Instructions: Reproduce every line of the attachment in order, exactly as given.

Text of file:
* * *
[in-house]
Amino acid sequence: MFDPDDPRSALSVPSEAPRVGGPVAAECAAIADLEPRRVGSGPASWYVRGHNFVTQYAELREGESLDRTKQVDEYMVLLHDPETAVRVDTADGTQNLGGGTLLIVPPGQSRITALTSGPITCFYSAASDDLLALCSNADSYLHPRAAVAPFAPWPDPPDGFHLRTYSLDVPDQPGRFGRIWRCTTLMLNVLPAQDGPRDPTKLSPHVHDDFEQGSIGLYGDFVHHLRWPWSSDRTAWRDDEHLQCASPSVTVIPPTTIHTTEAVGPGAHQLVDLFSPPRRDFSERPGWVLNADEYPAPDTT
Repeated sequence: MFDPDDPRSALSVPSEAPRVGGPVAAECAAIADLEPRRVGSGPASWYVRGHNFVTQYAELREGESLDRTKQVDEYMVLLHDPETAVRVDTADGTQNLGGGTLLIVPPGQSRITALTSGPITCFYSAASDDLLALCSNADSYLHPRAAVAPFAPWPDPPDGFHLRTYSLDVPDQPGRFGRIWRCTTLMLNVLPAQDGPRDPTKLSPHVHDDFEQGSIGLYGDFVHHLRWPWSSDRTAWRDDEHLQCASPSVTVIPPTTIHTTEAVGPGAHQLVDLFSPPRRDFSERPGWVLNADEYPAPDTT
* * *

[in-house]
Amino acid sequence: MFDPDDPRSALSVPSEAPRVGGPVAAECAAIADLEPRRVGSGPASWYVRGHNFVTQYAELREGESLDRTKQVDEYMVLLHDPETAVRVDTADGTQNLGGGTLLIVPPGQSRITALTSGPITCFYSAASDDLLALCSNADSYLHPRAAVAPFAPWPDPPDGFHLRTYSLDVPDQPGRFGRIWRCTTLMLNVLPAQDGPRDPTKLSPHVHDDFEQGSIGLYGDFVHHLRWPWSSDRTAWRDDEHLQCASPSVTVIPPTTIHTTEAVGPGAHQLVDLFSPPRRDFSERPGWVLNADEYPAPDTT
Repeated sequence: MFDPDDPRSALSVPSEAPRVGGPVAAECAAIADLEPRRVGSGPASWYVRGHNFVTQYAELREGESLDRTKQVDEYMVLLHDPETAVRVDTADGTQNLGGGTLLIVPPGQSRITALTSGPITCFYSAASDDLLALCSNADSYLHPRAAVAPFAPWPDPPDGFHLRTYSLDVPDQPGRFGRIWRCTTLMLNVLPAQDGPRDPTKLSPHVHDDFEQGSIGLYGDFVHHLRWPWSSDRTAWRDDEHLQCASPSVTVIPPTTIHTTEAVGPGAHQLVDLFSPPRRDFSERPGWVLNADEYPAPDTT